For instance, a recent project by Jaguar LandRover uses laser holographic techniques to project a range of information onto the windscreen, including speed, direction and navigation.
There are also various innovations that aim to monitor how we drive and make suggestions for improvement. One project along these lines is being developed by Cambridge Mobile Telematics.
The company develop incentive-based apps that aim to make drivers safer. Their core product, called DriveWell, runs in the background on a smartphone, collecting data as the driver travels on things such as the road type, the smoothness of the journey, speed and even factors such as whether the driver is distracted by the phone itself.
It then sends the driver a safety score out of 100, along with some details on their journey and some tips for how they can drive more safely. This score can be used by the motorist to secure discounts with insurance companies or even prizes if they compete with friends.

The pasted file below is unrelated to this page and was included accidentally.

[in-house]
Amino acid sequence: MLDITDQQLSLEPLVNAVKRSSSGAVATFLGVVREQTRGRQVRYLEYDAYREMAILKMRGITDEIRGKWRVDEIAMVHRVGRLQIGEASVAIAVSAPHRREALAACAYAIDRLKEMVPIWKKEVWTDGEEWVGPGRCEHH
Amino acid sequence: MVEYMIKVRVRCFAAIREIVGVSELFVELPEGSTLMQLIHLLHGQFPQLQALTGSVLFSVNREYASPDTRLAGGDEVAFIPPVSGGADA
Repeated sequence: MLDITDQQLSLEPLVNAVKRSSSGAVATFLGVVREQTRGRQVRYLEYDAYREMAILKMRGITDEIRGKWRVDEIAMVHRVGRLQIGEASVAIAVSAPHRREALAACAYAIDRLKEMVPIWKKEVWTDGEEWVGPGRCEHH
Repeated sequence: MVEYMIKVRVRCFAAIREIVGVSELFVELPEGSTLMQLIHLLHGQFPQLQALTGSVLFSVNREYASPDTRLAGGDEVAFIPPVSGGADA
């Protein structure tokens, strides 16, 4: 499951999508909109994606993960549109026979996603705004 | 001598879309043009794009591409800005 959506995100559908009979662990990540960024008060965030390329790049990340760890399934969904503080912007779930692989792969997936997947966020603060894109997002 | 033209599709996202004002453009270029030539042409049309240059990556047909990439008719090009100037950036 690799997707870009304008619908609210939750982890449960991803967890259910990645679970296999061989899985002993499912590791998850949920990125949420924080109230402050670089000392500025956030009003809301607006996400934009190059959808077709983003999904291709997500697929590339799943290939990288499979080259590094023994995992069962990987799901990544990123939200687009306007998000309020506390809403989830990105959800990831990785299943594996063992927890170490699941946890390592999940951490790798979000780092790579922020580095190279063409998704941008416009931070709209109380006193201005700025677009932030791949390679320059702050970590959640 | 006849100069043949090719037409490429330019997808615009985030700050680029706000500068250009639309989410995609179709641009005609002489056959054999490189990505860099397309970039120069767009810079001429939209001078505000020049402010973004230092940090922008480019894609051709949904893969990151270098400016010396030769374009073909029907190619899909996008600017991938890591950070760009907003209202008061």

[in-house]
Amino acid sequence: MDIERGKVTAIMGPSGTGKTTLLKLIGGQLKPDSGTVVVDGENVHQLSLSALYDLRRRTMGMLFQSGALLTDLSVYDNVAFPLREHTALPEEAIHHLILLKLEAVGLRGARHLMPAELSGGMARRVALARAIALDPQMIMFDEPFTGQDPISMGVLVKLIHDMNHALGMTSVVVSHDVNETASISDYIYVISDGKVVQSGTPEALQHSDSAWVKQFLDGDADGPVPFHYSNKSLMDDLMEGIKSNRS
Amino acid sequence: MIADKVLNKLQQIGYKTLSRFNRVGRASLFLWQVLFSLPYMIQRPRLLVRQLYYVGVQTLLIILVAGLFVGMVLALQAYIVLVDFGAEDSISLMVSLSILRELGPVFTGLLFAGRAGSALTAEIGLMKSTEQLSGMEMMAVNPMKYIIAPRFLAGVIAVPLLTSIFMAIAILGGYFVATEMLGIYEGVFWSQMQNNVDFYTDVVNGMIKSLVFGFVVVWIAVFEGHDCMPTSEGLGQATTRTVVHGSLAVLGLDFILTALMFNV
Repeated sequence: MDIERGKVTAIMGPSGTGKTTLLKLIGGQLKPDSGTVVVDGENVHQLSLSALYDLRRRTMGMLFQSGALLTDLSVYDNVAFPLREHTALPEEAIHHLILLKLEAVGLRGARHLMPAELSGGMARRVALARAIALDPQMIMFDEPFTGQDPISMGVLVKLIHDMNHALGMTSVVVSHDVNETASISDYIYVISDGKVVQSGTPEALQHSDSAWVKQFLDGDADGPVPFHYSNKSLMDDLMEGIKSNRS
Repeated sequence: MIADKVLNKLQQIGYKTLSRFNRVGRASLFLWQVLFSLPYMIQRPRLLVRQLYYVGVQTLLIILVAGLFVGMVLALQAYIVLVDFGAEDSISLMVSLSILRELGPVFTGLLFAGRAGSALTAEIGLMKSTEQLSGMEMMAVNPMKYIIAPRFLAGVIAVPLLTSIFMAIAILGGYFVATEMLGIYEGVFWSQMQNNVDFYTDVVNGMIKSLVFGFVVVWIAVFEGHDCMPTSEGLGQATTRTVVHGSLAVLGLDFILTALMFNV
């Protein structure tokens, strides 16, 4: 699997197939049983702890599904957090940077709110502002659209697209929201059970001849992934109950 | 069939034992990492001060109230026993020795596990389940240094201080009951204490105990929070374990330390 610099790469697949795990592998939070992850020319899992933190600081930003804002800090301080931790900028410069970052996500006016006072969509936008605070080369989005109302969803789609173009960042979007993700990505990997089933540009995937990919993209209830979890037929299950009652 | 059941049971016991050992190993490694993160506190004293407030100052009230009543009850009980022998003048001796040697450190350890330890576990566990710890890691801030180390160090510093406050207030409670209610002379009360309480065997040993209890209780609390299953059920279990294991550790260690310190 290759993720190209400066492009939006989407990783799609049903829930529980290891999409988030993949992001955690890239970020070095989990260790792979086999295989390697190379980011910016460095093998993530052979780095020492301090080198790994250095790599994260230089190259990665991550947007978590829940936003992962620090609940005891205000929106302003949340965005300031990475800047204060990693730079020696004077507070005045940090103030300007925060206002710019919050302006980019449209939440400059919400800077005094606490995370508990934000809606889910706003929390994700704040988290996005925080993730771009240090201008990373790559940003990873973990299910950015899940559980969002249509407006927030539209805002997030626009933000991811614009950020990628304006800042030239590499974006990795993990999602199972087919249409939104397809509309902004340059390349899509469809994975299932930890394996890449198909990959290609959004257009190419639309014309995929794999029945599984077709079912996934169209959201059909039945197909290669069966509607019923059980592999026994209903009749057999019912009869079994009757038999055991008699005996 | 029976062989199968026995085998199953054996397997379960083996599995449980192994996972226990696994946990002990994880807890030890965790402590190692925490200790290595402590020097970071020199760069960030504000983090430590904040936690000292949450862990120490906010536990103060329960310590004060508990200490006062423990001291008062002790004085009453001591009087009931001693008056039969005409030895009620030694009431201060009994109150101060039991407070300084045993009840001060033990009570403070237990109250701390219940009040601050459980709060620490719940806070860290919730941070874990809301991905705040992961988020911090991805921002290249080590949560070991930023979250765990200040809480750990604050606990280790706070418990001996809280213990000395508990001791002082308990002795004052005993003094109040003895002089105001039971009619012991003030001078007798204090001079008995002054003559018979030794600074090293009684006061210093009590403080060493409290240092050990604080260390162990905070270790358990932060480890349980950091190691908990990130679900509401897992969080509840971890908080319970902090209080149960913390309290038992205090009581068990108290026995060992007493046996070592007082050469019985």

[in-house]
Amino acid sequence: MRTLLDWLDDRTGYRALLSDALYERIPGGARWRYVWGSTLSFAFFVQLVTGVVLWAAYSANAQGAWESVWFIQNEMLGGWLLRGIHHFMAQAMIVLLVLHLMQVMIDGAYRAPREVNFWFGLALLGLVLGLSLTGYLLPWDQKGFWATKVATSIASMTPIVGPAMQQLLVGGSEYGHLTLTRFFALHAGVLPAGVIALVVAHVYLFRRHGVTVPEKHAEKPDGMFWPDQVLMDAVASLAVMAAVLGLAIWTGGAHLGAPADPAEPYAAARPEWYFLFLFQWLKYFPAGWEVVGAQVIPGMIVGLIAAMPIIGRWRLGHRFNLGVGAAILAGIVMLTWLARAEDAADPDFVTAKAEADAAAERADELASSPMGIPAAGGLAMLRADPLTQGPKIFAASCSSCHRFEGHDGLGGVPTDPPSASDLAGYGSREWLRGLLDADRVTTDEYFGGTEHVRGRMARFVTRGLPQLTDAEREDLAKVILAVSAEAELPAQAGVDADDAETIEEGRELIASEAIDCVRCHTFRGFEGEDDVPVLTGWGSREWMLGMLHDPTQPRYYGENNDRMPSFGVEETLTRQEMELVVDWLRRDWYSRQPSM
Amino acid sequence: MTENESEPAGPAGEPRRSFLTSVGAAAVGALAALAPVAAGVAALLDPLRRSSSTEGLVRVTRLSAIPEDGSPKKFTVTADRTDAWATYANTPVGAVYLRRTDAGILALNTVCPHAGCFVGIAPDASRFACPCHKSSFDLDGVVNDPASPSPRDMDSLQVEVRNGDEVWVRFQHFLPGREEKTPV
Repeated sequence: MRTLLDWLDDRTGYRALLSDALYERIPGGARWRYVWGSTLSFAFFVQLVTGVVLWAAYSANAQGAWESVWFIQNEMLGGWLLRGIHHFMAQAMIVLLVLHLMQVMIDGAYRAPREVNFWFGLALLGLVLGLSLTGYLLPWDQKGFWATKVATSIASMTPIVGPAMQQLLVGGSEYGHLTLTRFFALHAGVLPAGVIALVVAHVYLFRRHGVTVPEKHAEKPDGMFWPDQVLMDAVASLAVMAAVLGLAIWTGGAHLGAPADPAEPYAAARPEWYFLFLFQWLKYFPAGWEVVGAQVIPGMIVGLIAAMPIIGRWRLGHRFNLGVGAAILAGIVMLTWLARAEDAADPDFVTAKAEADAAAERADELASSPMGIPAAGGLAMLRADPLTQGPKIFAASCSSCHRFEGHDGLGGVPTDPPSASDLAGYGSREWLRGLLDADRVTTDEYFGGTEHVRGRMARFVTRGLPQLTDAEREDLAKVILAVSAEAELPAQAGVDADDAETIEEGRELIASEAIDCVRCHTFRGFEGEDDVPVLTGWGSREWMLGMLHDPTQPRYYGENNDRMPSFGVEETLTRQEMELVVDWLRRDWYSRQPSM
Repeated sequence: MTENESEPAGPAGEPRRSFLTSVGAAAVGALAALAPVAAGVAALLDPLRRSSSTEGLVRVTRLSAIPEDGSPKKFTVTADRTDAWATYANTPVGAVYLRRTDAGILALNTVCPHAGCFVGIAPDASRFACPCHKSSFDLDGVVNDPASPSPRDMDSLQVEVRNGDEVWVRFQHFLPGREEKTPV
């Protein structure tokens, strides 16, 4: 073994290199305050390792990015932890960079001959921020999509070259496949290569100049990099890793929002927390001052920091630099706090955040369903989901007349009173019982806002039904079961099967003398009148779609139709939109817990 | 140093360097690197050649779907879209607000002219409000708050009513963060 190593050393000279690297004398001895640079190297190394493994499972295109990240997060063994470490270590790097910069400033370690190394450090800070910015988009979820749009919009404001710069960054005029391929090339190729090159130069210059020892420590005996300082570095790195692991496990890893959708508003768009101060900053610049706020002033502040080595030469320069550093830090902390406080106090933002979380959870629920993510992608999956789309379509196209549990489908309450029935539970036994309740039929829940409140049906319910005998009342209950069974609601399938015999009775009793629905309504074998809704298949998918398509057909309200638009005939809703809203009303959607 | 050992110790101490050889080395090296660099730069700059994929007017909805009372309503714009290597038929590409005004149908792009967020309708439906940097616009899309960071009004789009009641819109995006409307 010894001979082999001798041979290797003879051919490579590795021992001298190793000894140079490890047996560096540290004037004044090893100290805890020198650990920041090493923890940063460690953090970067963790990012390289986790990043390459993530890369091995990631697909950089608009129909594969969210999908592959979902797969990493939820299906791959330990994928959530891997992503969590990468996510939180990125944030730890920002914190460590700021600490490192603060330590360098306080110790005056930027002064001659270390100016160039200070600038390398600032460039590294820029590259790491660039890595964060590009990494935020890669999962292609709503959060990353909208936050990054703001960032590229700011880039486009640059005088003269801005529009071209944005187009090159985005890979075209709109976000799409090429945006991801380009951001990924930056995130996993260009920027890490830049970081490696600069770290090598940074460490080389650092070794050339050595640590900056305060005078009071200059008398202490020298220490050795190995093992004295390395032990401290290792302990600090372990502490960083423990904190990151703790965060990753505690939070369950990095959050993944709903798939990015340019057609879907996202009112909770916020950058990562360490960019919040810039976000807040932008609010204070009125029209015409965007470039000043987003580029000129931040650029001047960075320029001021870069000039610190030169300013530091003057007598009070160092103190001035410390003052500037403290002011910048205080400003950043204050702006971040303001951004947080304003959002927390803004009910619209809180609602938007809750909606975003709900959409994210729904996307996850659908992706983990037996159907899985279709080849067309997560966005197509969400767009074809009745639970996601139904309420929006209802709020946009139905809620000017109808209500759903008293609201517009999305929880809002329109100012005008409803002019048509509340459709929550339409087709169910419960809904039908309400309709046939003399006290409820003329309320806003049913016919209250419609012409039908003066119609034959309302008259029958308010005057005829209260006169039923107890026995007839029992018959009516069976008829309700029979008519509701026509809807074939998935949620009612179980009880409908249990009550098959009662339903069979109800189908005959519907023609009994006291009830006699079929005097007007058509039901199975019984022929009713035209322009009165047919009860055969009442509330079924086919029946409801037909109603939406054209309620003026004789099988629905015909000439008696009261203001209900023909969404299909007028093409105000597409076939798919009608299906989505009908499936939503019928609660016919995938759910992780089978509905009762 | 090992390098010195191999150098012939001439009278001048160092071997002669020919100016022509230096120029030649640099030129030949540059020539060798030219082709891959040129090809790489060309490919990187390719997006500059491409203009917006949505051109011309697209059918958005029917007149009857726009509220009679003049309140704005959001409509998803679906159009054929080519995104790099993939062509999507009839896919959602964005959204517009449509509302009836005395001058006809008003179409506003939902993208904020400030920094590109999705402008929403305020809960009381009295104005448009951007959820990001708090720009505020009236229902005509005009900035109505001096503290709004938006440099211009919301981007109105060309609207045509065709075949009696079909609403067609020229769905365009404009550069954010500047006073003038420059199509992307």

The app has already been put through its paces in South Africa where it powered a national safe-driving contest. The contest suggested that the app helped to contribute to a 30% increase in safe driving.
“Many people blame phones for causing accidents, but we are demonstrating the possibility of using smartphones to make driving safer,” the team say.
Improving road safety
The World Health Organization (WHO) estimate that around 1.25 million people die each year due to traffic accidents, so anything that can improve that has to be applauded.
What’s more, WHO estimate that the number of traffic accidents are going to rise, with predictions that it will be the 7th biggest killer in the world by 2030.
The app is currently in use in eight countries, and is working with a growing list of partners, including a number of major insurance companies.
With augmented windshields a very real possibility in the near future, the developers have also built a hardware tag that fits to the windshield and works with the smartphone app.
This will enable things such as accident data to be captured and reported.
The eventual hope is that the gamified nature of the app will act as a major driver of behavioral change in motorists.
It has already been verified by a couple of research papers plus the substantial results from the field, so it seems like a technology whose time has come.